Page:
Now that the hype has died down and I had some time to recover, it’s about time I write something about the mind-blowing experience that has been “Magic Is Might 2012″, the conference that Gráinne O’Brien of the Department of Sociology and myself organised here at UL a couple of weeks ago.
I say mind-blowing because this event has provided me with many surprises, challenges, opportunities and, generally, plenty of food for thought – to the point that I am still trying to process it all.
But first things first: about 2 years ago I met Gráinne through a UL colleague who knew we were both Potterheads and thought we’d have a lot to talk about. She was right: Gráinne and I know the books deeply, and are very interested in the themes and characters of the story, as well as the cultural impact that it has had on fans. I use Harry Potter in my Information Society module as a case study of how online communities can develop, and Gráinne has written her MA thesis in Gender, Culture and Society on the character of Lord Voldemort.
The day that Dragons came to UL (artwork by Lette Moloney from a photo by Neville Gawley)
So about 14 months ago Gráinne suggested that we hold an academic event on Harry Potter at UL, issuing a call for papers, reviewing submissions and selecting a program of good quality presentations for the event. Nothing too strange nor different from countless other academic conferences on whatever topic held at universities around the globe, including some that I have myself organised in the past.
However, it was a very new experience for me to review papers that were inspired by the same source material I know so well, but coming from so many disparate disciplinary areas: from education, to design, business, technology and cultural theory. The submissions showed us right away that we could select an interesting and challenging program.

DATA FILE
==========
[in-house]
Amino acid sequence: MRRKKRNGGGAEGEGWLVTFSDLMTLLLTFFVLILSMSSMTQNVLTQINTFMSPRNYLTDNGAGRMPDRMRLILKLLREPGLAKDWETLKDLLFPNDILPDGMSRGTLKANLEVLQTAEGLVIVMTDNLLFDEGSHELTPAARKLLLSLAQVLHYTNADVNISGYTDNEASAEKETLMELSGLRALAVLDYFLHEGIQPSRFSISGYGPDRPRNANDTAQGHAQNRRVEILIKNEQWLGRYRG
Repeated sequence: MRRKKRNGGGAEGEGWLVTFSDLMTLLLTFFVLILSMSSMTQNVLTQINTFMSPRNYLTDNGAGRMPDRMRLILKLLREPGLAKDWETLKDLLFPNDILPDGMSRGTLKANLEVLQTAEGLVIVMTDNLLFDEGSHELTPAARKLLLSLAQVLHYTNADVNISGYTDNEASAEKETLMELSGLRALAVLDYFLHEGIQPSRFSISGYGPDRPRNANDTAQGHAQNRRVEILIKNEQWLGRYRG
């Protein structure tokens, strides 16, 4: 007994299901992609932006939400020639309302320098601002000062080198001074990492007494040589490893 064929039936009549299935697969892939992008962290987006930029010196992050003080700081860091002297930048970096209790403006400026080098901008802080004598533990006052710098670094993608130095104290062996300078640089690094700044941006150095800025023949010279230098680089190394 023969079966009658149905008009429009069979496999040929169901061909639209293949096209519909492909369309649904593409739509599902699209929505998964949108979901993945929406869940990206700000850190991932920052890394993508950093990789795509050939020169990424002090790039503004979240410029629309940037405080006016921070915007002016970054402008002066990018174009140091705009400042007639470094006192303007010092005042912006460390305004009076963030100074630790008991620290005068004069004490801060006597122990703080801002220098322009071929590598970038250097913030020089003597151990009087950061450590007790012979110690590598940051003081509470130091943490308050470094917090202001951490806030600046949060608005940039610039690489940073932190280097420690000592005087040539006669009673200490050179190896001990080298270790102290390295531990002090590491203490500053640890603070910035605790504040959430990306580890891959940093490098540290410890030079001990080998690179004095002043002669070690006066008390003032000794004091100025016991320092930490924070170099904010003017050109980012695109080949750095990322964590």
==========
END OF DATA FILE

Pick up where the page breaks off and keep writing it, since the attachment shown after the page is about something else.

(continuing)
Then things started becoming even more more unusual. We wanted our conference to be a venue for presenting good academic work, but we also wanted it to be something that the (presumably) Potter-loving attendees would find memorable. As the conference was not affiliated nor authorised in any way by JK Rowling and her publishers, nor by Warner Bros., we were careful to respect the intellectual property of the author and filmmakers. It meant, however, that we put together a wonderful team of people to create original content to make our event truly unique. For example, the idea of a trial emerged, where an episode from the books, the “infamous” moment when Dolores Umbridge is abducted by a herd of angry centaurs into Hogwarts’ Forbidden Forest, would be scrutinized from a legal point of view, and participants would be asked to debate on whether the character’s obvious unpleasantness was enough to justify her punishment. A colleague from the School of Law at UL scripted the entire trial, including witness statements which were shot by the talented crowd at MoCinema in Limerick. As we kept the subject of the trial secret until the last moment, we also got some “teaser” photos created by another local company, Moloney Media, and shot in the UL Moot Courtroom (where the trial was actually held during the conference). The amount and quality of work that was kindly donated by these local businesses to the conference is incredible.
Dementors in the UL Moot Court! (Copyright: Keith Moloney)
Lette at Moloney Media also created wonderful original graphics for our blog and social media pages, and fabulous original crests for the four Hogwarts Houses to be displayed on decorative banners at the conference venue. If this wasn’t enough, the volunteers who agreed to come and help us run the event smoothly also created excellent artwork to transform the C1 corridor in the UL Main Building into a “mini-Hogwarts” with club posters, class noticeboards and so on. The place looked fantastic!
True to my colours: posing with the Ravenclaw Banner (Banner design: Lette Moloney; Photo: Hannah Deacon)